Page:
Thankfulness: a joke

Laura Lothrop

Black Friday has corrupted our society

 

What does it mean to be thankful in a society infatuated by materialism?

Black Friday is the first official day where is it appropriate to go spend hoards of cash on meaningless gifts, for the special people in our lives. How passive have we become to be comfortable in this tradition of gluttony in our society?

We spend an entire day sitting around a table claiming to be thankful for all that we have, while simultaneously plotting the stores that we plan to camp outside of.

Getting a great deal on a television or a sweater is not wrong. It becomes wrong when we turn every major holiday into a spending battle to see who can load up on the most goodies, and extort sacred holidays for capitalistic schemes.

Black Friday sales have seemingly been occurring earlier and earlier every year, starting at midnight on Thursday. Each year evolves into a crazier dash through stores, just to reach that one electric toothbrush that claims to be 60 percent off.

Black Friday sales are broadcasted the entire week leading up to Thanksgiving, foreshadowing a toxic draining of funds. More importantly, wholesome family time is lost, stripped away because our culture cannot stop worshiping products and the chance to acquire more.

People have died on Black Friday because they were trampled to death by eager shoppers that refused to stop and help them up. What does this say about the societal greed that exists in our lives and how our priorities and motives have damaging effects on those around us?

According to Black Friday Death Count, 10 people have died on Black Friday, and 111 have been injured.

A pre-holiday survey this year by the National Retail Federation found that an estimated 135.8 million Americans definitely plan to shop over the Thanksgiving weekend (58.7 percent of those surveyed), though even more (183.8 million, or 79.6 percent) said they would or might take advantage of the online deals offered on Cyber Monday.

Walmart, Target, Best Buy and Macy’s will open up in the afternoon on Thursday while people finish up their family meal, anticipating a profitable day similar to the $7.9 billion that U.S. retailers earned in 2017, according to Adobe Analytics.

It is worth noting that some retailers break away from the mad midnight store busters; Nordstrom and T.J. Maxx opt to keep their doors closed until early morning on Friday. REI is one of the few retailers that actually stays closed on Black Friday, sending the message to employees and shoppers that their time is better spent with family.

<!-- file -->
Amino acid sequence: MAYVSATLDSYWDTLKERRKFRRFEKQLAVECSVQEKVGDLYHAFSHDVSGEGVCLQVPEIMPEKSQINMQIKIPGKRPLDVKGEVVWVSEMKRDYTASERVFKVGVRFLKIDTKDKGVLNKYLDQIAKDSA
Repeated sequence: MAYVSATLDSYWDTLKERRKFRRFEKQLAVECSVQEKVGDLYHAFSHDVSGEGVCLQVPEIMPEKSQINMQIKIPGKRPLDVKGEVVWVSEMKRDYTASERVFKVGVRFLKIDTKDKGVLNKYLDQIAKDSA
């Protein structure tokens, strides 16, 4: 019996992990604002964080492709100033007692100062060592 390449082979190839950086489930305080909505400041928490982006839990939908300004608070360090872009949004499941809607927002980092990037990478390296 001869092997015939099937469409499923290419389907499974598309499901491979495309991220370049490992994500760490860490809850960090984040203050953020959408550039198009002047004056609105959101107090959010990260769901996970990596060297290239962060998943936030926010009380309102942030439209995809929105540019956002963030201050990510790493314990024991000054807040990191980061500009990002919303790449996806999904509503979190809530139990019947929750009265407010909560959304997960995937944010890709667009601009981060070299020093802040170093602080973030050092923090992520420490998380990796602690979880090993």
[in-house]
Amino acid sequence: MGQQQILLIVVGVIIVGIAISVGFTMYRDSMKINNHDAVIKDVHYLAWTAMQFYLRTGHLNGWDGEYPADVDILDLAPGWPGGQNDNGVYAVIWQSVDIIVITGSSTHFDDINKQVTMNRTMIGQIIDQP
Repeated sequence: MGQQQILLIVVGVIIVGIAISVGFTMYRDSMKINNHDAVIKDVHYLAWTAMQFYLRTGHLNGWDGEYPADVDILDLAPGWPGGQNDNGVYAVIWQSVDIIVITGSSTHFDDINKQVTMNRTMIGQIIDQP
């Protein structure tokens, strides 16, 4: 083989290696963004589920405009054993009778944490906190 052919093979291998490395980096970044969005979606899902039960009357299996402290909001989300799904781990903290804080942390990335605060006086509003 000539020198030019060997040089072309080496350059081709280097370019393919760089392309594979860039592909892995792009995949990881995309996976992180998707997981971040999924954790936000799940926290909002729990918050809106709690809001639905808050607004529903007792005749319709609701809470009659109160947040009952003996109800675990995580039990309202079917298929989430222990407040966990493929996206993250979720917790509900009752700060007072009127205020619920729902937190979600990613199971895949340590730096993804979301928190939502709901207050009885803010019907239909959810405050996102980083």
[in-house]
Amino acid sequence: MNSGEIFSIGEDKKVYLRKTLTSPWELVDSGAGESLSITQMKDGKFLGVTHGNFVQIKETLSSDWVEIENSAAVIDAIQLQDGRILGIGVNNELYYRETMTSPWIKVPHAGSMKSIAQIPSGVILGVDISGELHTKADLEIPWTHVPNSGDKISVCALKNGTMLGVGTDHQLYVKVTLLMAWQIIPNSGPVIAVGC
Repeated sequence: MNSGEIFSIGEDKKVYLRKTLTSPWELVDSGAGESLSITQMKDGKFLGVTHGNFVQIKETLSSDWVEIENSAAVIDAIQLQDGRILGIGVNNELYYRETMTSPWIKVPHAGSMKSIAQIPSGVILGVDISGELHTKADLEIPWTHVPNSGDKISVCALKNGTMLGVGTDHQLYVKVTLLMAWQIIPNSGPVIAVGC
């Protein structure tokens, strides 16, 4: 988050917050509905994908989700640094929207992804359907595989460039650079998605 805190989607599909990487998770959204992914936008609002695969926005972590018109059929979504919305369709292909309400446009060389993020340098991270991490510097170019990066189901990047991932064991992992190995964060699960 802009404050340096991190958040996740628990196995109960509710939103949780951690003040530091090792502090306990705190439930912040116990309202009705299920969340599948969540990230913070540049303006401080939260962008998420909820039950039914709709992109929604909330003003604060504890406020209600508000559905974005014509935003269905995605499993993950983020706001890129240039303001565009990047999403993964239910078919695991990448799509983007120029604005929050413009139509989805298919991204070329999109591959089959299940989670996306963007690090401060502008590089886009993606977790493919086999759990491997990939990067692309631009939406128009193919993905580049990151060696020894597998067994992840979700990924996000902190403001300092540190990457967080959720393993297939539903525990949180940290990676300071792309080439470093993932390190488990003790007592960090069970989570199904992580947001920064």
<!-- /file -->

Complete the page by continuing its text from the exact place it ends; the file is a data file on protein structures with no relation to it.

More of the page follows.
Around 30 percent of annual retail sales take place between Black Friday and Christmas, which would explain the massive wave of advertisements leading up to Thanksgiving all the way until the New Year.

It is not wrong to want a better deal for an outrageously priced pair of shoes. However, it is ironic and sick that our country glorifies the accumulation of things so much that we pull an all-nighter hours after we have sat around the dinner table sharing what we are most thankful for.

Some may argue that Black Friday is the only affordable way that they can get Christmas presents for loved ones, therefore validating their rationale behind the Black Friday absurdity.

Well, would encourage others to sit down with your family and tell them that gift giving, the expectations, the expenses, the crazy shopping and deal hunting, has taken away from the overall intended joy of the holidays.

If you can’t afford to buy things for your family without Black Friday, ask yourself why you are spending extensive amounts of money in the first place? Is that really the most important love language in your household?

Maybe you should cut down on the quantity of gifts you buy. Plan a trip to the mountains, go sledding, go to Zoo Lights, The Lights of Christmas, bake some cookies and really, actually, talk about what you are thankful for.

We all want to spoil our loved ones, but there comes a point when the desire to spoil becomes a pressure, and an obligation, and showy contest of worth based in the gifts we buy.

America is centered around a consumerist culture of guilt to make us spend more money. If we didn’t have these assumptions and pressures that we needed to spend money to show our love, no one would risk a stampede for a brand new TV.

After all the gluttonous spending, consider what are you truly left with during the holiday season. What do we gain by giving up so much of our energy to things that will waste away in a season?